CALIFORNIA is a meandering, overwrought Western which never quite lives up to the sum of its parts. It has excellent lead actors in Ray Milland, Barbara Stanwyck, and Barry Fitzgerald, but the film is curiously uninvolving; there is a lack of character development and sluggish pacing. The film doesn't seem to know what it wants to be, shifting gears from being a wagon train movie to depicting life in a gold rush town to a story about Milland stopping the evil machinations of those who would stop California's quest for statehood.
Through it all, Milland and Stanwyck have a love-hate relationship, but we only see the surface of their characters, and not their motivations, for far too long. What's with the chip on her shoulder and her willingness to marry a former slaver (George Coulouris)? Why did Milland desert the army? On the other hand, some major plot developments are telegraphed miles in advance. It's a fairly tedious 97 minutes which builds to an unpleasantly violent conclusion.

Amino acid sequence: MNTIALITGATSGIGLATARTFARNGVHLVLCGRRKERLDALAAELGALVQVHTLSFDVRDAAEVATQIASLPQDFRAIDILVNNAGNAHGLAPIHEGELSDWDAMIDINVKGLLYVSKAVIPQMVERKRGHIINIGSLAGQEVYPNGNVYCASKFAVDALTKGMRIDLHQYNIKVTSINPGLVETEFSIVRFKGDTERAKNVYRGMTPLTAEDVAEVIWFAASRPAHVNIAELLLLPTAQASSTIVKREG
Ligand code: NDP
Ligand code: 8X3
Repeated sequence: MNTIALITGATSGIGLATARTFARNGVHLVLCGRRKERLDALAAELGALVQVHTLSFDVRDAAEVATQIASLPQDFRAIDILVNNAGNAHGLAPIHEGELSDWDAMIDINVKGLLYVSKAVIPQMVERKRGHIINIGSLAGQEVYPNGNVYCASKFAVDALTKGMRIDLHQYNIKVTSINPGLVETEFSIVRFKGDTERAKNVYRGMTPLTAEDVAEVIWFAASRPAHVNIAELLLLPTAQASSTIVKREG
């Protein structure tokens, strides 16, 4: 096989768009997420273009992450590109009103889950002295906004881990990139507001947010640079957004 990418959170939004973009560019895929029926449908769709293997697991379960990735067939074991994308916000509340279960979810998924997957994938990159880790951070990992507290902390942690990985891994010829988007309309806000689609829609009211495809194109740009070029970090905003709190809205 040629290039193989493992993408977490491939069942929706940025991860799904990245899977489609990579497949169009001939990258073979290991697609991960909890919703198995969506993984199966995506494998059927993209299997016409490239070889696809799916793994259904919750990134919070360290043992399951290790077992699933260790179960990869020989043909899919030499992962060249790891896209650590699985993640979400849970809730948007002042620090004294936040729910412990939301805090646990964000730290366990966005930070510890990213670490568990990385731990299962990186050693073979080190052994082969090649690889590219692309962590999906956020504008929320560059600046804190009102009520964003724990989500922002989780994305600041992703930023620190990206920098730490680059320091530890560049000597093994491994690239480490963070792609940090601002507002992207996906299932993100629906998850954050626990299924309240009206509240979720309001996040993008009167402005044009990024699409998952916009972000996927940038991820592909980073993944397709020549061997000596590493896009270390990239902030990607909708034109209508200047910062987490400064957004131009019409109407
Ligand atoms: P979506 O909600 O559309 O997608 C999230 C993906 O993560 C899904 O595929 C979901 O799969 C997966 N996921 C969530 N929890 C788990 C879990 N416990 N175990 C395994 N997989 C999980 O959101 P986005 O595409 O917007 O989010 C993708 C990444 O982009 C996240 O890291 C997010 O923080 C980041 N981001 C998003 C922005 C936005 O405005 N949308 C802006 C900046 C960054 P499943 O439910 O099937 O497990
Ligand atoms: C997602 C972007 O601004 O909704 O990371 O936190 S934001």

The supporting cast includes Albert Dekker, Frank Faylen, and Anthony Quinn. The striking color cinematography is by Ray Rennahan, who worked on many beautiful Technicolor films including GONE WITH THE WIND, DRUMS ALONG THE MOHAWK, and BLOOD AND SAND. Stanwyck's costumes are by Edith Head. The film has a couple montages set to choral music, with the score by Victor Young; Young did fabulous work on many films, including John Ford's RIO GRANDE and THE QUIET MAN, but here the choral songs give the movie a sort of "B" movie, juvenile tone.
CALIFORNIA was directed by John Farrow. Four years later Farrow and Milland would reteam for the Western COPPER CANYON, reviewed here, which was quite a bit more entertaining. Both films were partially shot on location at Sedona, Arizona.
CALIFORNIA is available on DVD as part of the Classic Western Roundup, Volume 2, along with THE TEXANS (reviewed here), THE MAN FROM THE ALAMO, and THE CIMARRON KID.